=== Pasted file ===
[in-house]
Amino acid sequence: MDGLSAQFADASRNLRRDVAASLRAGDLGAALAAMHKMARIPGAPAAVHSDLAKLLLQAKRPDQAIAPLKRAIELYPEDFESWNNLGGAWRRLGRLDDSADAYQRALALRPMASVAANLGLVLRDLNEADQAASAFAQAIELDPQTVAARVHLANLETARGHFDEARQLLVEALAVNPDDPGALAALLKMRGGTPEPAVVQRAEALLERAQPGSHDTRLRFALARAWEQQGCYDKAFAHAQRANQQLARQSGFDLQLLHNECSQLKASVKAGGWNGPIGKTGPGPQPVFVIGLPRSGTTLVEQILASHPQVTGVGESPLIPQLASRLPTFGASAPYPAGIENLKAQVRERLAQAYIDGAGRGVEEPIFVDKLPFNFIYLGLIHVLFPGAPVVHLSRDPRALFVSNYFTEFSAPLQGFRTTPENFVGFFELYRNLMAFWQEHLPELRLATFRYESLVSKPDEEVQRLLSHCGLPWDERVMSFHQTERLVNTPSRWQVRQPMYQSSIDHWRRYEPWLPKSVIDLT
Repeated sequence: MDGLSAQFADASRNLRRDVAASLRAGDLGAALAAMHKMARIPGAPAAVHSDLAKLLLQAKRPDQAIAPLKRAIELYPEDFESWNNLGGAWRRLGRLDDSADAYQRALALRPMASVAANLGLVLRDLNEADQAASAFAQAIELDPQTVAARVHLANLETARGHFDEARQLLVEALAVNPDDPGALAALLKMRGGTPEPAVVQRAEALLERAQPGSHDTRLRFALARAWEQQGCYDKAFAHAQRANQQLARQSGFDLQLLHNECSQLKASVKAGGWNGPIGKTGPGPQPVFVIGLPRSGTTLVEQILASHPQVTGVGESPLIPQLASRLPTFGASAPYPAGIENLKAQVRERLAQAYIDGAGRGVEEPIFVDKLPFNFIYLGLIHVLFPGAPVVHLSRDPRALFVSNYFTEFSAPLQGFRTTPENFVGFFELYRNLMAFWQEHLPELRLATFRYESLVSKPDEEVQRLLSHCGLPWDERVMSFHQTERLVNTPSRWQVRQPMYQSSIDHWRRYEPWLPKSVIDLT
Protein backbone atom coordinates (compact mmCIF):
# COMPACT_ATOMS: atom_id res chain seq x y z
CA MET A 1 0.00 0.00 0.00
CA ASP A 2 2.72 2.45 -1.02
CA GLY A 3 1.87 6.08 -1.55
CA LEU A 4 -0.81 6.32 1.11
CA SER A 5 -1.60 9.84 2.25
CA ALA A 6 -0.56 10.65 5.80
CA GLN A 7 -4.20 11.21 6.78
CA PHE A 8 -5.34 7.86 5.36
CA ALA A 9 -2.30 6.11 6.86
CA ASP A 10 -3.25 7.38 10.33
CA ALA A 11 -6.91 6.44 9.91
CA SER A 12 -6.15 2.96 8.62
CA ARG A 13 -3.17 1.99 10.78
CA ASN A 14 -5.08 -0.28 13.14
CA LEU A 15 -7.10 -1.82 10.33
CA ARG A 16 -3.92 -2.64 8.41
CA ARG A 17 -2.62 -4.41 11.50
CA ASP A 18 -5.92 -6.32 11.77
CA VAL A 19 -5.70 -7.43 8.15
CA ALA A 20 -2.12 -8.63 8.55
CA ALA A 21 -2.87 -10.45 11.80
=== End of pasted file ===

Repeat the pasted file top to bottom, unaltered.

[in-house]
Amino acid sequence: MDGLSAQFADASRNLRRDVAASLRAGDLGAALAAMHKMARIPGAPAAVHSDLAKLLLQAKRPDQAIAPLKRAIELYPEDFESWNNLGGAWRRLGRLDDSADAYQRALALRPMASVAANLGLVLRDLNEADQAASAFAQAIELDPQTVAARVHLANLETARGHFDEARQLLVEALAVNPDDPGALAALLKMRGGTPEPAVVQRAEALLERAQPGSHDTRLRFALARAWEQQGCYDKAFAHAQRANQQLARQSGFDLQLLHNECSQLKASVKAGGWNGPIGKTGPGPQPVFVIGLPRSGTTLVEQILASHPQVTGVGESPLIPQLASRLPTFGASAPYPAGIENLKAQVRERLAQAYIDGAGRGVEEPIFVDKLPFNFIYLGLIHVLFPGAPVVHLSRDPRALFVSNYFTEFSAPLQGFRTTPENFVGFFELYRNLMAFWQEHLPELRLATFRYESLVSKPDEEVQRLLSHCGLPWDERVMSFHQTERLVNTPSRWQVRQPMYQSSIDHWRRYEPWLPKSVIDLT
Repeated sequence: MDGLSAQFADASRNLRRDVAASLRAGDLGAALAAMHKMARIPGAPAAVHSDLAKLLLQAKRPDQAIAPLKRAIELYPEDFESWNNLGGAWRRLGRLDDSADAYQRALALRPMASVAANLGLVLRDLNEADQAASAFAQAIELDPQTVAARVHLANLETARGHFDEARQLLVEALAVNPDDPGALAALLKMRGGTPEPAVVQRAEALLERAQPGSHDTRLRFALARAWEQQGCYDKAFAHAQRANQQLARQSGFDLQLLHNECSQLKASVKAGGWNGPIGKTGPGPQPVFVIGLPRSGTTLVEQILASHPQVTGVGESPLIPQLASRLPTFGASAPYPAGIENLKAQVRERLAQAYIDGAGRGVEEPIFVDKLPFNFIYLGLIHVLFPGAPVVHLSRDPRALFVSNYFTEFSAPLQGFRTTPENFVGFFELYRNLMAFWQEHLPELRLATFRYESLVSKPDEEVQRLLSHCGLPWDERVMSFHQTERLVNTPSRWQVRQPMYQSSIDHWRRYEPWLPKSVIDLT
Protein backbone atom coordinates (compact mmCIF):
# COMPACT_ATOMS: atom_id res chain seq x y z
CA MET A 1 0.00 0.00 0.00
CA ASP A 2 2.72 2.45 -1.02
CA GLY A 3 1.87 6.08 -1.55
CA LEU A 4 -0.81 6.32 1.11
CA SER A 5 -1.60 9.84 2.25
CA ALA A 6 -0.56 10.65 5.80
CA GLN A 7 -4.20 11.21 6.78
CA PHE A 8 -5.34 7.86 5.36
CA ALA A 9 -2.30 6.11 6.86
CA ASP A 10 -3.25 7.38 10.33
CA ALA A 11 -6.91 6.44 9.91
CA SER A 12 -6.15 2.96 8.62
CA ARG A 13 -3.17 1.99 10.78
CA ASN A 14 -5.08 -0.28 13.14
CA LEU A 15 -7.10 -1.82 10.33
CA ARG A 16 -3.92 -2.64 8.41
CA ARG A 17 -2.62 -4.41 11.50
CA ASP A 18 -5.92 -6.32 11.77
CA VAL A 19 -5.70 -7.43 8.15
CA ALA A 20 -2.12 -8.63 8.55
CA ALA A 21 -2.87 -10.45 11.80